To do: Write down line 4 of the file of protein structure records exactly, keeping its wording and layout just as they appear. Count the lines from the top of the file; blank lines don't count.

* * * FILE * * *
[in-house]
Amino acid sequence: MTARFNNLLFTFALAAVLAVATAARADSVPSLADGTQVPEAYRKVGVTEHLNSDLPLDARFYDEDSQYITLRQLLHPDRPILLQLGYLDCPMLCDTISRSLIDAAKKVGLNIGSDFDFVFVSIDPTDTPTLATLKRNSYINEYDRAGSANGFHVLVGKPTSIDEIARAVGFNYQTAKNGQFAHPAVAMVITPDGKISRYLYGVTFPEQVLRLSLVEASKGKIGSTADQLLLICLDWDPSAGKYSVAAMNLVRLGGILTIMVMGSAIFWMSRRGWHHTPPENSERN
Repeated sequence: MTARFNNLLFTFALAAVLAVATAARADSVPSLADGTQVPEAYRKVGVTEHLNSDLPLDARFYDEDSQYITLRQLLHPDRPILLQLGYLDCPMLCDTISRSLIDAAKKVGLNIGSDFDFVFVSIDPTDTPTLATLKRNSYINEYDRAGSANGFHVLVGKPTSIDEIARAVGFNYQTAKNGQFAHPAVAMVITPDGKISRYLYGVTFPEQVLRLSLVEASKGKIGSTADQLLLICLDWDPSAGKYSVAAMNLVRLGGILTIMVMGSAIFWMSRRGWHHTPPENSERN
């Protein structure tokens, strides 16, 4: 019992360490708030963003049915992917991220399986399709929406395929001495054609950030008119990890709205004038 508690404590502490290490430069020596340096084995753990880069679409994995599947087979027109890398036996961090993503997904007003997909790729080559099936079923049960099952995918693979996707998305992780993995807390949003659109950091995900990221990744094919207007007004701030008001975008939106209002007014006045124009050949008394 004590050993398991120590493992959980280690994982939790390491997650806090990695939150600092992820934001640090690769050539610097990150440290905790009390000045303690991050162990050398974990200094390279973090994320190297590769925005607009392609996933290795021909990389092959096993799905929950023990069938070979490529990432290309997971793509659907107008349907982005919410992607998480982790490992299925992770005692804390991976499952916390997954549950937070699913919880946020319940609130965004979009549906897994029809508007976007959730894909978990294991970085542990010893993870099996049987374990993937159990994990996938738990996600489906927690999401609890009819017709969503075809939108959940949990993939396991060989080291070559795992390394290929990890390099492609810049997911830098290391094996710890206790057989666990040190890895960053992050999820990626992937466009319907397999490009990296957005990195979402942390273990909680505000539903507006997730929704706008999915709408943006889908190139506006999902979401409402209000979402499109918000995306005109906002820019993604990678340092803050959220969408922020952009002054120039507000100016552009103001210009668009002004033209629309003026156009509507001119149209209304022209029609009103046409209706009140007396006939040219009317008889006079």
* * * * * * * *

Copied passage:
């Protein structure tokens, strides 16, 4: 019992360490708030963003049915992917991220399986399709929406395929001495054609950030008119990890709205004038 508690404590502490290490430069020596340096084995753990880069679409994995599947087979027109890398036996961090993503997904007003997909790729080559099936079923049960099952995918693979996707998305992780993995807390949003659109950091995900990221990744094919207007007004701030008001975008939106209002007014006045124009050949008394 004590050993398991120590493992959980280690994982939790390491997650806090990695939150600092992820934001640090690769050539610097990150440290905790009390000045303690991050162990050398974990200094390279973090994320190297590769925005607009392609996933290795021909990389092959096993799905929950023990069938070979490529990432290309997971793509659907107008349907982005919410992607998480982790490992299925992770005692804390991976499952916390997954549950937070699913919880946020319940609130965004979009549906897994029809508007976007959730894909978990294991970085542990010893993870099996049987374990993937159990994990996938738990996600489906927690999401609890009819017709969503075809939108959940949990993939396991060989080291070559795992390394290929990890390099492609810049997911830098290391094996710890206790057989666990040190890895960053992050999820990626992937466009319907397999490009990296957005990195979402942390273990909680505000539903507006997730929704706008999915709408943006889908190139506006999902979401409402209000979402499109918000995306005109906002820019993604990678340092803050959220969408922020952009002054120039507000100016552009103001210009668009002004033209629309003026156009509507001119149209209304022209029609009103046409209706009140007396006939040219009317008889006079």